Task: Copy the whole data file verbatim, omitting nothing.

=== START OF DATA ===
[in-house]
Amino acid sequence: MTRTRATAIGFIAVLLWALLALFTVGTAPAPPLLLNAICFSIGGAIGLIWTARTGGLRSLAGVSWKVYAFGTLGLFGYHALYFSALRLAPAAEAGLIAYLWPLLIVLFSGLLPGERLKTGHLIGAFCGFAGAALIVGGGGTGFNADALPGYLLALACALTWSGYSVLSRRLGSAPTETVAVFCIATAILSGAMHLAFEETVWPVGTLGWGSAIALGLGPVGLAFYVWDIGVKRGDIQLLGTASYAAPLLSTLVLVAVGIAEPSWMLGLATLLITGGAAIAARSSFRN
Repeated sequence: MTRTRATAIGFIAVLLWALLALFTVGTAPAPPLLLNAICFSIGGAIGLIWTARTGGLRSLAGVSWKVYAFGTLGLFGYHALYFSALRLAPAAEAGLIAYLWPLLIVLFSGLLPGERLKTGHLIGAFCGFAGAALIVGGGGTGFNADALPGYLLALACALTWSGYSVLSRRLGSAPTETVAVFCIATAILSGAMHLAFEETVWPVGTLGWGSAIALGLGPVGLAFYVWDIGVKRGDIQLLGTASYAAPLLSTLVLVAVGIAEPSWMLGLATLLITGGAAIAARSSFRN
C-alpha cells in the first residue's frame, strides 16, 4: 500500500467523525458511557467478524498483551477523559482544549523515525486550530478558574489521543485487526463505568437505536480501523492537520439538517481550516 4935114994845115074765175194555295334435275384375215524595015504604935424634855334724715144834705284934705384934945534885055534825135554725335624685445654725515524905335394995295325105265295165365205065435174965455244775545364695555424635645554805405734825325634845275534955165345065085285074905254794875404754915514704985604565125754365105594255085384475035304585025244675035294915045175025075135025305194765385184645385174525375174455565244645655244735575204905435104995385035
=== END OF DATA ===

[in-house]
Amino acid sequence: MTRTRATAIGFIAVLLWALLALFTVGTAPAPPLLLNAICFSIGGAIGLIWTARTGGLRSLAGVSWKVYAFGTLGLFGYHALYFSALRLAPAAEAGLIAYLWPLLIVLFSGLLPGERLKTGHLIGAFCGFAGAALIVGGGGTGFNADALPGYLLALACALTWSGYSVLSRRLGSAPTETVAVFCIATAILSGAMHLAFEETVWPVGTLGWGSAIALGLGPVGLAFYVWDIGVKRGDIQLLGTASYAAPLLSTLVLVAVGIAEPSWMLGLATLLITGGAAIAARSSFRN
Repeated sequence: MTRTRATAIGFIAVLLWALLALFTVGTAPAPPLLLNAICFSIGGAIGLIWTARTGGLRSLAGVSWKVYAFGTLGLFGYHALYFSALRLAPAAEAGLIAYLWPLLIVLFSGLLPGERLKTGHLIGAFCGFAGAALIVGGGGTGFNADALPGYLLALACALTWSGYSVLSRRLGSAPTETVAVFCIATAILSGAMHLAFEETVWPVGTLGWGSAIALGLGPVGLAFYVWDIGVKRGDIQLLGTASYAAPLLSTLVLVAVGIAEPSWMLGLATLLITGGAAIAARSSFRN
C-alpha cells in the first residue's frame, strides 16, 4: 500500500467523525458511557467478524498483551477523559482544549523515525486550530478558574489521543485487526463505568437505536480501523492537520439538517481550516 4935114994845115074765175194555295334435275384375215524595015504604935424634855334724715144834705284934705384934945534885055534825135554725335624685445654725515524905335394995295325105265295165365205065435174965455244775545364695555424635645554805405734825325634845275534955165345065085285074905254794875404754915514704985604565125754365105594255085384475035304585025244675035294915045175025075135025305194765385184645385174525375174455565244645655244735575204905435104995385035